Think of my elation when on my new Grindhouse Channel I discovered a second Andy Warhol movie to view – and for free. The first was of course the deliciously politically incorrect Andy Warhol’s Bad his last film made in 1977. Warhol was famous for working on a wide range of media including painting, drawing and sculpture also designing album covers for The Rolling Stones, John Cale and Aretha Franklin; he was an influence on David Bowie and also adopted The Velvet Underground. But my main interest is obviously his movie’s of which not all could be described as ‘feature films’. Some of his more way out productions include Sleep (1963) which monitors a man asleep for six hours, a forerunner of TV’s Big Brother? The 35 minute film Blow Job (1964) a continuous shot of the face of DeVeren Bookwalter allegedly receiving oral sex from the filmmaker Willard Maas, Empire (1964) which shows eight hours of footage of the Empire State Building and not forgetting the 45 minute epic of a man eating a mushroom in Eat (1964) or Batman Dracula (1964) considered to be the first appearance of a blatantly campy Batman.
So back to his more mainstream movies, although many small-minded folk would disagree with that description. Women in Revolt made in 1971 is a satire on the women’s movements like the SCUM (Society for Cutting up Men) Manifesto a separatist feminist tract that advocated the elimination of men set up by Valerie Solanis the same woman that shot Warhol in his New York studio in June 1968. It’s a film where most of the men on display are naked and three beautiful trans women play the female lead roles. Candy (Candy Darling) is an aloof heiress who wants to be become a world famous star model, Jackie (Jackie Curtis) is the main protagonist in the woman’s movement P.I.G (Politically Involved Girls) she sincerely believes that women are oppressed in contempory American society and Holly (Holly Woodlawn), Holly is a raving nymphomaniac who says she loathes men despite her obvious attraction to them. Each of them hopes that by joining P.I.G they will become ‘liberated women’ but they find this to be unachievable. Jackie ends up with a male hustler, becomes pregnant and becomes an unwed mother; Candy visits a showbiz agent and allows herself to be raped on the casting couch but gets a modelling assignment with poor Holly ending up a homeless alcoholic!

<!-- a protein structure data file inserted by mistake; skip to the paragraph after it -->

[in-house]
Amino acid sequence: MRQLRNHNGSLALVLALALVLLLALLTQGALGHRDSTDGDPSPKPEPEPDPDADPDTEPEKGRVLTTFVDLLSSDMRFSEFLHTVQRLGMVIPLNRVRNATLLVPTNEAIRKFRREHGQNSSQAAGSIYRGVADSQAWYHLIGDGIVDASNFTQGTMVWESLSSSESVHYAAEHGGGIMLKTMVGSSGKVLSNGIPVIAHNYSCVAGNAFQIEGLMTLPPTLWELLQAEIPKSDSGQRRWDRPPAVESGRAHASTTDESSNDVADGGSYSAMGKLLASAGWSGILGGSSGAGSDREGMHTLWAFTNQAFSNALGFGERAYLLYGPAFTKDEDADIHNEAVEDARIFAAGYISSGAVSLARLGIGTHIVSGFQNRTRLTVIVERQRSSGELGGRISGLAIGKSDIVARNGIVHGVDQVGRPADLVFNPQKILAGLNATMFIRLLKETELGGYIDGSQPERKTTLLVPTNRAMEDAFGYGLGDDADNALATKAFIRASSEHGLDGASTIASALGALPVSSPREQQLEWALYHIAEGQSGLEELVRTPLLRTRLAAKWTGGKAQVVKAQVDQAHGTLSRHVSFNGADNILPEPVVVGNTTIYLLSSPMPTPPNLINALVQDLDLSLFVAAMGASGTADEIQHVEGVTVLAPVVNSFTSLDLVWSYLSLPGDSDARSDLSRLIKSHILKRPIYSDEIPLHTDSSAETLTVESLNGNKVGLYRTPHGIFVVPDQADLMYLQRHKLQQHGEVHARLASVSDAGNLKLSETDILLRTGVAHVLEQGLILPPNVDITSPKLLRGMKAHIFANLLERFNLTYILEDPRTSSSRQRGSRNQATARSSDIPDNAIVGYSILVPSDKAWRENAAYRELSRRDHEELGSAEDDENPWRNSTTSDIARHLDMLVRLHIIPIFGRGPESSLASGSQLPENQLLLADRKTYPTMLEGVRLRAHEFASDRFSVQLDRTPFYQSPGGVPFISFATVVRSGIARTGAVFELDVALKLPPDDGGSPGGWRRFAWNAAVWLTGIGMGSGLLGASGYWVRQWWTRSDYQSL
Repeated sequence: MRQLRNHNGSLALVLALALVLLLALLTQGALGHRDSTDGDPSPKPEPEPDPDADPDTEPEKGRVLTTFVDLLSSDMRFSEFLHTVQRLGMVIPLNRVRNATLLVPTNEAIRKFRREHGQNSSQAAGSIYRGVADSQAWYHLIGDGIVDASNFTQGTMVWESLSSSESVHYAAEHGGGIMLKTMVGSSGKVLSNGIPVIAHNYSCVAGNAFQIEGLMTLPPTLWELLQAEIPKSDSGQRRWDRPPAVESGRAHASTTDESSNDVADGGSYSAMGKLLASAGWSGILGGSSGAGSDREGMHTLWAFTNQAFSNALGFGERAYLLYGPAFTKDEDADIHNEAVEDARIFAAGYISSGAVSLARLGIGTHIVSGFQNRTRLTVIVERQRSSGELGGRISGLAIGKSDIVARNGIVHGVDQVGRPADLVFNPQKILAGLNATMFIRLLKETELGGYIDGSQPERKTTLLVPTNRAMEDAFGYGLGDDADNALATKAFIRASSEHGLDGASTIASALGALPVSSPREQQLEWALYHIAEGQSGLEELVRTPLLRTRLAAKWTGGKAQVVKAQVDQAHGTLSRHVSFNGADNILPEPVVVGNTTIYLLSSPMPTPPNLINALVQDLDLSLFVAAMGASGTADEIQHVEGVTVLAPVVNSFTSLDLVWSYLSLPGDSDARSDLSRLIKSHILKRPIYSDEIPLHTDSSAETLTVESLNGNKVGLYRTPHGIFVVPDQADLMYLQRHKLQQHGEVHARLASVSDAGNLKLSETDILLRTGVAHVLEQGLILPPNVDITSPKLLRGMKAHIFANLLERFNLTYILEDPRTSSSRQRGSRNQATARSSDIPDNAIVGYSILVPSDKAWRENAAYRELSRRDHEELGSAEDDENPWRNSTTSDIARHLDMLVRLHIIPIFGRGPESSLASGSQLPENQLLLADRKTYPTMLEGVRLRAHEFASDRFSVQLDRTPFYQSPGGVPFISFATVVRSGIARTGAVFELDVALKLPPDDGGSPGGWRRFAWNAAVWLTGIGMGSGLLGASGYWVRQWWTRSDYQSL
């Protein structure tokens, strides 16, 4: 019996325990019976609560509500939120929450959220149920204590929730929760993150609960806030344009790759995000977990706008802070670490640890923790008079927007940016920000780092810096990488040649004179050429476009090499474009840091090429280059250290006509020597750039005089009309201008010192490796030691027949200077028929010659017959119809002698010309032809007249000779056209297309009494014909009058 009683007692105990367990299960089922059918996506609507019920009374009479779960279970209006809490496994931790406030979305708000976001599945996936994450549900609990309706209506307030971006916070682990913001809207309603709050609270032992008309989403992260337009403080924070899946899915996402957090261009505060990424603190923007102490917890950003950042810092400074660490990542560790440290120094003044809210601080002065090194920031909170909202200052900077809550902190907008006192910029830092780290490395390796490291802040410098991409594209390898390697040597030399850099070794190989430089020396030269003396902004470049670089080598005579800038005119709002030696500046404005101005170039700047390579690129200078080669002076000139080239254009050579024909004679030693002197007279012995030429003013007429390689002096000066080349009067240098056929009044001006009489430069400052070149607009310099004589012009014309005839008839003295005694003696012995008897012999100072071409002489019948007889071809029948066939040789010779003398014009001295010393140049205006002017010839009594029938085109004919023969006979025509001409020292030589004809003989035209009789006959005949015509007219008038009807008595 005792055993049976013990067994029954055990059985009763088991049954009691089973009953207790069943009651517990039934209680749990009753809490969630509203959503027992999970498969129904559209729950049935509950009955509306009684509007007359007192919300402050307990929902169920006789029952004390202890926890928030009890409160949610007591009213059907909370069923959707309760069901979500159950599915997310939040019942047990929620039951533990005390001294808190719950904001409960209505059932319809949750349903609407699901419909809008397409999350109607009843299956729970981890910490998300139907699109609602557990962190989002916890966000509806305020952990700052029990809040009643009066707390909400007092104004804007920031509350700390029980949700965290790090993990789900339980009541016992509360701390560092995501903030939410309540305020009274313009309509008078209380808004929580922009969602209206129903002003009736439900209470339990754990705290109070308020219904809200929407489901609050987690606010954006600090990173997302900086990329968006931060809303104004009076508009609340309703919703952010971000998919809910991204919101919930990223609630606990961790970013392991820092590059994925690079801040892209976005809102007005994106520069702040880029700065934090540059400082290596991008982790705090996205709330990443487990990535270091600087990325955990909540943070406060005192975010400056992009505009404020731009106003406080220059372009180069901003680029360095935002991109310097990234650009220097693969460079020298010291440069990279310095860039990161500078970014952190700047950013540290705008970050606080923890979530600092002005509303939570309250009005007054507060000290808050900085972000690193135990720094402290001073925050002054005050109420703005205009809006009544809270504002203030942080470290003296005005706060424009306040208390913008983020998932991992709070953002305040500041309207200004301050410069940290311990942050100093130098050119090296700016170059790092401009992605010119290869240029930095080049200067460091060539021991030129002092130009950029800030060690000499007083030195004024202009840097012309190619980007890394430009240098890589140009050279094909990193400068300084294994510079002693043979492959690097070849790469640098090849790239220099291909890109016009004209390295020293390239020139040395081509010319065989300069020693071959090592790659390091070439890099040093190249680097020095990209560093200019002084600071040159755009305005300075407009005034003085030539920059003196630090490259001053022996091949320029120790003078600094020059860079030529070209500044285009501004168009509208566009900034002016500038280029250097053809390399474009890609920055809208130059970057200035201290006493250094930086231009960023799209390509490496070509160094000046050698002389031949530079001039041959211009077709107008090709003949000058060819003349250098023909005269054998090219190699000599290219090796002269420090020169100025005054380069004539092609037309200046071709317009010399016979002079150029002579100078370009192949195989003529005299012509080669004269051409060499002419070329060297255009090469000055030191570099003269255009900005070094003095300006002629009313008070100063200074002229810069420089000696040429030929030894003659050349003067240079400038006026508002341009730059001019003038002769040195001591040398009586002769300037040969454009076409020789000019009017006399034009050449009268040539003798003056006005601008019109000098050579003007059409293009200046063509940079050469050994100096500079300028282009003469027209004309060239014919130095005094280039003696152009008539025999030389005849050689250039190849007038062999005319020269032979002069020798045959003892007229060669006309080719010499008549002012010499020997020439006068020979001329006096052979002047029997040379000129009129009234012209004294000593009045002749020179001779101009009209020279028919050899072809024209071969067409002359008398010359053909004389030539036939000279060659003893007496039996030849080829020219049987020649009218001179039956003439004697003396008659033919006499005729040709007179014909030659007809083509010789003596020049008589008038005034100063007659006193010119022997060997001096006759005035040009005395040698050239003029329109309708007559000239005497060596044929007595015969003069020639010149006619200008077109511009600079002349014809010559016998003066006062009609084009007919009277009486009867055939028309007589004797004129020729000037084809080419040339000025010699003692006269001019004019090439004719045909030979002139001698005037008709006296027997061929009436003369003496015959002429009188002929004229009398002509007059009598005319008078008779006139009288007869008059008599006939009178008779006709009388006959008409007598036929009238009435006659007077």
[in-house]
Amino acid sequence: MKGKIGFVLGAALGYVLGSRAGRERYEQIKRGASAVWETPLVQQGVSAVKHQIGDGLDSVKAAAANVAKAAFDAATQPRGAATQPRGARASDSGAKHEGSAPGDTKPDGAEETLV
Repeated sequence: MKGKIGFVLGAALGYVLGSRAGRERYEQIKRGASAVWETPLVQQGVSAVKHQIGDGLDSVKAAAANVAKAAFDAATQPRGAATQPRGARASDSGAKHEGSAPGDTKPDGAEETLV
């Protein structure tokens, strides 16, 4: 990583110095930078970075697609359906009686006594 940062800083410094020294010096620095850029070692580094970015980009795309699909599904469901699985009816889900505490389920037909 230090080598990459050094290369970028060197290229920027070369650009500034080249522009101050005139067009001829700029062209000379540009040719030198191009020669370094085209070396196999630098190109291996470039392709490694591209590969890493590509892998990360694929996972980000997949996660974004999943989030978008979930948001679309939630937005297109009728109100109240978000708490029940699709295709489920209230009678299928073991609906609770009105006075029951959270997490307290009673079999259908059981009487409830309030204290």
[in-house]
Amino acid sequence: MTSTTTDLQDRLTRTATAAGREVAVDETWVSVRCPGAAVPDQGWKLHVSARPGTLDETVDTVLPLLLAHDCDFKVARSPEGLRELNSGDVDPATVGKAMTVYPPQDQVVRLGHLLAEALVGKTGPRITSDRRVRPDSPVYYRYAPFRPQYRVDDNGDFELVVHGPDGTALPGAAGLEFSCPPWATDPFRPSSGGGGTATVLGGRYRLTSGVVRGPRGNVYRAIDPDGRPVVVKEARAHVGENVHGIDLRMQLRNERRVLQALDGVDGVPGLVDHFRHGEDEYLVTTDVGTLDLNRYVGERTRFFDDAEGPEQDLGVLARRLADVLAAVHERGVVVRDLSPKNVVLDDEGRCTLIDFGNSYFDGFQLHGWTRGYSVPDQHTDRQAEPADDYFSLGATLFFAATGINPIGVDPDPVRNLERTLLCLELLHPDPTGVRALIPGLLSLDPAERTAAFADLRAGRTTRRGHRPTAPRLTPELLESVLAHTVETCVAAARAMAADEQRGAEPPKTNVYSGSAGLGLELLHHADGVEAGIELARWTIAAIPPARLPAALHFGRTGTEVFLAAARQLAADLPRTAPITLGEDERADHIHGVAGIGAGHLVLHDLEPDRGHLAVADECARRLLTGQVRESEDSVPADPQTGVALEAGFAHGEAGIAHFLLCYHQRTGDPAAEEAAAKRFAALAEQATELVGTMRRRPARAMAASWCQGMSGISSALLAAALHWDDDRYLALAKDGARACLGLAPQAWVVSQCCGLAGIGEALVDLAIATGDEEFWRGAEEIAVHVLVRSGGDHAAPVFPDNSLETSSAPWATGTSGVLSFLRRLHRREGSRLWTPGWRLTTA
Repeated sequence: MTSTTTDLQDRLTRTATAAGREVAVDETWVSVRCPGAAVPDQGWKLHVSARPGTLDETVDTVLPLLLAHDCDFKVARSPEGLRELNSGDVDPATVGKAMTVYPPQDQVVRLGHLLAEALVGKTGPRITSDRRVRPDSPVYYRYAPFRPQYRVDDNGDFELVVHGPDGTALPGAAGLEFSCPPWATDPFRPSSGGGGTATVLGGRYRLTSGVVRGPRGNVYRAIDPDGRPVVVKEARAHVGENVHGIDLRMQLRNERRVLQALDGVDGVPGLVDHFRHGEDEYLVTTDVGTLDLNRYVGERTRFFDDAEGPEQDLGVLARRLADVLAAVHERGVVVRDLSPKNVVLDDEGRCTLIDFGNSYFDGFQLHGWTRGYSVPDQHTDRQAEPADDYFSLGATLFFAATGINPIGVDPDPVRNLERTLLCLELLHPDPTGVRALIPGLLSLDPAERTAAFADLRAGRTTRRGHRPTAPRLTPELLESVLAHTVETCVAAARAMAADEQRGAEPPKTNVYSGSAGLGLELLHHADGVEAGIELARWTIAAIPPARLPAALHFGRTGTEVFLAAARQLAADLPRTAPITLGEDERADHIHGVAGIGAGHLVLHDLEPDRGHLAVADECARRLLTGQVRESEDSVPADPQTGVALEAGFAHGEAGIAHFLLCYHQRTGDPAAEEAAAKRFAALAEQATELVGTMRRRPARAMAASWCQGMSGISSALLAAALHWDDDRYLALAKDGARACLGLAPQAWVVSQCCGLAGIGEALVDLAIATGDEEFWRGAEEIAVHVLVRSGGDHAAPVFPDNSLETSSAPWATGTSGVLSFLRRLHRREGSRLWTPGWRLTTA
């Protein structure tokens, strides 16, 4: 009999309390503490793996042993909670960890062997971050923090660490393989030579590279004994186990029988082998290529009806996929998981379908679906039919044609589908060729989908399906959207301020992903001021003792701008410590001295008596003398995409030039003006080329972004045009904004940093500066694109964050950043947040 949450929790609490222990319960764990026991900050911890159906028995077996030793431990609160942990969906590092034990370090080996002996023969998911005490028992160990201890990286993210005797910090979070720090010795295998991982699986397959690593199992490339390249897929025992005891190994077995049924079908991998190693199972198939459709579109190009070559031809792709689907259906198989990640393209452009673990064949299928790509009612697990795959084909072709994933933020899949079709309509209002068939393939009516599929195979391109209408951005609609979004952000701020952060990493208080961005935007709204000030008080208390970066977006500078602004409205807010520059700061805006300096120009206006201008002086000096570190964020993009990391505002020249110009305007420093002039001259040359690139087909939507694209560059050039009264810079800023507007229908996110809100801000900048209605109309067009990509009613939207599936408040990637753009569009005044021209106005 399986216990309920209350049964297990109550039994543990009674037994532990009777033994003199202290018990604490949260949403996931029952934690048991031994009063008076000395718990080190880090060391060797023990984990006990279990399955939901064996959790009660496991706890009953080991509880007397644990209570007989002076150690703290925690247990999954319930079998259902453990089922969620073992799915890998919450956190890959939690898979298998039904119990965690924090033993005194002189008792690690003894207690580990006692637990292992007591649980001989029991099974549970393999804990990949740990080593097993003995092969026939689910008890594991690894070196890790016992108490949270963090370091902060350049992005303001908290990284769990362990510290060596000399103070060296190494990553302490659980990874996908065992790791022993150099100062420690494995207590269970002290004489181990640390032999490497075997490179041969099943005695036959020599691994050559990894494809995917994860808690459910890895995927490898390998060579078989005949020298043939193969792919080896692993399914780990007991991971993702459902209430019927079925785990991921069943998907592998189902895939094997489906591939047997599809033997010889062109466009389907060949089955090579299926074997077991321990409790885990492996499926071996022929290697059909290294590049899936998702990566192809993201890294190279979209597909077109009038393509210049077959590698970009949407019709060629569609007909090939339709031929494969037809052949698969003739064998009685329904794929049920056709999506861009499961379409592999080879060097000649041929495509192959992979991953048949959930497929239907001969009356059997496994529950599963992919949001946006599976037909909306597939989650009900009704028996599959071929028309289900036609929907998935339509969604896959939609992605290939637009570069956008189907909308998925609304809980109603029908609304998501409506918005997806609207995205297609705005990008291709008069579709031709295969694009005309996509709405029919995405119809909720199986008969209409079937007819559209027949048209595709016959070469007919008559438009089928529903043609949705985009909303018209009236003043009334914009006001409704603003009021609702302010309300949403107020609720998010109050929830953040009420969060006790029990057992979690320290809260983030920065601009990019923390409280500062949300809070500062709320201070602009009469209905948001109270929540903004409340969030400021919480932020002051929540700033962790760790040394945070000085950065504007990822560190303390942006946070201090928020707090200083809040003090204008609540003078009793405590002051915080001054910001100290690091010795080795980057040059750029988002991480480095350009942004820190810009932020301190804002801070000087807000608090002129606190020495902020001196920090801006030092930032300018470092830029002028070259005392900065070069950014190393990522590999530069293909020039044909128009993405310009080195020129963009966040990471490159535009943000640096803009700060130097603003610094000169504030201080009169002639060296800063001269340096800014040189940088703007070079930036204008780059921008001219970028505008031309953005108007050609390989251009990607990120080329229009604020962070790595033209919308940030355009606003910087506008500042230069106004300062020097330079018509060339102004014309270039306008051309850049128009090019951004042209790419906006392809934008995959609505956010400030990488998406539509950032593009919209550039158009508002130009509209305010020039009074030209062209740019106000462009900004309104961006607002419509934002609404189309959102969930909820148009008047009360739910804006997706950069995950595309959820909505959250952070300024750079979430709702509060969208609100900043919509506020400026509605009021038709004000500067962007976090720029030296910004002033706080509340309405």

To see these three wonderful Warhol Superstars going through their paces is an experience that you will not forget. On the surface the story is corny but just below the glitter and sex is a serious attempt at a political message about the way women are treated. It’s allegedly the first ‘political’ movie that director Paul Morrissey made with Warhol producing. The most iconic of the ‘actresses’ is of cause Candy Darling. Born James Slattery in 1944 she only lived until she was 29 years old but during her short life she not only became one of the most famous of Warhol’s entourage she also appeared in other independent movies including two in Vienna for the German filmmaker Werner Schroeter who Rainer Werner Fassbinder cited as a great influence on both his own work and on German Cinema in general. She could also be seen in various theatrical plays. The Velvet Underground made her the subject of the song Candy Says; she also got a mention in Lou Reeds Walk on the Wild Side from his brilliant album Transformer (1972). She can be seen on two famous album covers. Anthony and the Johnson’s on their Mercury Music prize-winning album I Am A Bird Now used the photo Candy Darling on her Deathbed by Peter Hujar, while an image from Women in Revolt was featured on the front cover of the 1987 single Sheila Take a Bow by The Smiths.
The movie is sexual exploitation at its best with such lines as “I sucked a cock, does that mean that I am not a virgin anymore” from Jackie or the marvellous impersonations from Candy of various Hollywood actresses during her couch interview and not forgetting some very enthusiastic display’s of sex from Holly, who to her great credit looks like she is really enjoying herself. Not a film for prudes but for those of us who appreciate something different this is a great movie and certainly a Factory film not to be missed.